Theories abound as to why these monetary experiments have so far failed to drive inflation higher. The Keynesian view is that monetary easing becomes ineffective at the zero-interest-rate bound – the so-called “pushing-on-a-string” problem — and a massive and sustained fiscal stimulus will be required to stimulate demand and prices. The Austrian view is that easy money keeps weaker companies from going bankrupt, impeding the creative destruction process needed to purge the economy of its inefficiencies. A Modern Monetary Theorist might argue that because loans cause deposits, and not the other way round, zero interest rates and low inflation are the inevitable consequence of decades of government deficits. You can take your pick.
My own view is that the BoJ has had to contend with a perfect storm not of its own making. Right about the time the Japanese boom turned to bust, the iron curtain came down, reintegrating the East European workforce into the global supply chain. In December 2001, China joined the World Trade Organisation and the world benefited from another huge influx of cheap labour. That cheap labour put downward pressure on wages and the price of goods, globally. Coupled with domestic debt deflation, it is no wonder that Japan has experienced a protracted period of very low inflation.
Could this be about to change? The headwinds of cheap Chinese labour are abating. While it is possible that China’s place will be taken by India or Africa, for a whole host of reasons, this is unlikely to produce a supply-side impetus on anything like the scale seen in the last thirty years. The odds are that Japan will finally see inflation take hold, as will the UK. The two central banks, though, are responding very differently.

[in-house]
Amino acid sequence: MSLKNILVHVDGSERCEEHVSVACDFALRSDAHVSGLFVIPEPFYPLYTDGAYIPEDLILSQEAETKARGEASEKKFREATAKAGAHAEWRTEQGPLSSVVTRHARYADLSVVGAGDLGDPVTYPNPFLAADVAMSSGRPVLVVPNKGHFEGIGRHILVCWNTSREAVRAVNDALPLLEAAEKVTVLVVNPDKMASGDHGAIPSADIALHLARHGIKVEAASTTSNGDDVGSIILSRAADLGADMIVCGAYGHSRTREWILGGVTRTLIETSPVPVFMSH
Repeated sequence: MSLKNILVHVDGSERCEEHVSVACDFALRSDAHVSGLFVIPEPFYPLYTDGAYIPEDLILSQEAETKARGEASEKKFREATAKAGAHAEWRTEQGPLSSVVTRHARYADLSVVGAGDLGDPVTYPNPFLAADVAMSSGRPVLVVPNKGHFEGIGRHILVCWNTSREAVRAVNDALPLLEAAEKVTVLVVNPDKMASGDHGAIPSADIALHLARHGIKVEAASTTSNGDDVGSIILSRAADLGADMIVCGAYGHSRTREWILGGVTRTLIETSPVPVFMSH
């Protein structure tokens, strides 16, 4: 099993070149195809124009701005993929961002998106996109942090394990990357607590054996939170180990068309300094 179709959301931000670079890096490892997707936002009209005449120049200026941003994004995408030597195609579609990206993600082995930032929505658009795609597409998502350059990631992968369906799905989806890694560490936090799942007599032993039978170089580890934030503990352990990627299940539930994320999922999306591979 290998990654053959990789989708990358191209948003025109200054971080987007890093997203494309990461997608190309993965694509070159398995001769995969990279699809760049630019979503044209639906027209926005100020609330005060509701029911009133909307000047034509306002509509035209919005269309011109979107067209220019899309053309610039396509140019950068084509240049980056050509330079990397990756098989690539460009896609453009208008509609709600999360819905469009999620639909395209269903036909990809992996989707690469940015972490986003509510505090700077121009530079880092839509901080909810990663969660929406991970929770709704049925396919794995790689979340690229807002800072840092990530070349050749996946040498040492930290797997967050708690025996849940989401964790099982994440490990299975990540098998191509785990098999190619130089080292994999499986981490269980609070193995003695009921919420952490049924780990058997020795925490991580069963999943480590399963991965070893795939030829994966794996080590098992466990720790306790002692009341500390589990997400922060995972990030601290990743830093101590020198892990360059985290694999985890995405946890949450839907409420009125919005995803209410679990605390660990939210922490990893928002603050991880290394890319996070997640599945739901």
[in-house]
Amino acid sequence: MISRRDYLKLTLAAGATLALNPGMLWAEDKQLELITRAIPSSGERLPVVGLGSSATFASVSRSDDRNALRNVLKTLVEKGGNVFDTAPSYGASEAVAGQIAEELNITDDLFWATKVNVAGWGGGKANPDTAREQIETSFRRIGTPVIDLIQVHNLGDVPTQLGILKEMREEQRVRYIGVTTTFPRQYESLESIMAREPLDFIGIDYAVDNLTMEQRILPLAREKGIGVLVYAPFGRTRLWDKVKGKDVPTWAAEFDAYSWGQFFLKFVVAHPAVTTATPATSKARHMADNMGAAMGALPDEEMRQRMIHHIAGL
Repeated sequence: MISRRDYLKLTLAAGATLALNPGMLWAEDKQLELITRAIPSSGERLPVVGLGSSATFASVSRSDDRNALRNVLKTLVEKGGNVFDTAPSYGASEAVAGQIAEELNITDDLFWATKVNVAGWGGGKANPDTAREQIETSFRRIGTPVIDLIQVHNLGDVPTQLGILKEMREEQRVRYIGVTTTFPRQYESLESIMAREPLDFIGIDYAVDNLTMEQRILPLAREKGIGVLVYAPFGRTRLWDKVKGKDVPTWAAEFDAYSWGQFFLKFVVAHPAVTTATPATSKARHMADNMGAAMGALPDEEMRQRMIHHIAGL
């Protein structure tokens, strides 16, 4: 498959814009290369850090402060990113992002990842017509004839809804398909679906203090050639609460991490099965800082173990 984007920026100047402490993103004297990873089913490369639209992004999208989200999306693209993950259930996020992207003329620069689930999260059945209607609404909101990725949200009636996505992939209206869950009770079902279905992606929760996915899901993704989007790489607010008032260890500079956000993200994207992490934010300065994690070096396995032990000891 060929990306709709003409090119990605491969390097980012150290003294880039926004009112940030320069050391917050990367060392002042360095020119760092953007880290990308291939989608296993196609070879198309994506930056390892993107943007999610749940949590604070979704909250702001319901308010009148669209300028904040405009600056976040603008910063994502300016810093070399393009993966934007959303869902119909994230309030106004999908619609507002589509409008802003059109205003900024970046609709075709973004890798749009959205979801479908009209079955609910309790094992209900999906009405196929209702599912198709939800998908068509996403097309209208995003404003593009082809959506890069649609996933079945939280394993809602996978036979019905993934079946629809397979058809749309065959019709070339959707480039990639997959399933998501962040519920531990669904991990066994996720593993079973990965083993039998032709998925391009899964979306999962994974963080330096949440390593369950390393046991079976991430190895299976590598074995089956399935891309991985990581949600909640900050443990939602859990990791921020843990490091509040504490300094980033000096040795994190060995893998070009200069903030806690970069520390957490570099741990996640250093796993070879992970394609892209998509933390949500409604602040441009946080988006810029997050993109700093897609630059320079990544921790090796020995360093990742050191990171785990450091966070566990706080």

The BoJ is standing pat. Over the period of his tenure since 2013, Governor Kuroda has grown the Bank’s balance sheet to $5 trillion – the size of the Japanese economy – and is all in. Keeping interest rates floored at zero while inflation takes off will make the real interest rate negative, which after all has been the aim all along. The BoE on the other hand says it is committed to getting inflation down to its 2%-target level and has already started to increase interest rates, which brings us back to Liz Truss, who may not want to see interest rates above inflation. If she does not, she will effectively be taking a leaf out of the BoJ’s playbook.
Negative real rates will spur UK growth, but at the cost of higher inflation. Savers will be hurt, as the purchasing power of their deposits loses value year after year. Debtors will benefit. And who is among the largest debtors? The Government, of course, especially once unfunded liabilities (e.g. state pensions) are included in the mix. Ministerial scrutiny of the BoE may then be shorthand for keeping interest rates below inflation. Either the BoE will go along with that policy or see its independence removed. Don’t believe it? Remember, that independence came via an Act of Parliament. What legislation provides, it can also withdraw.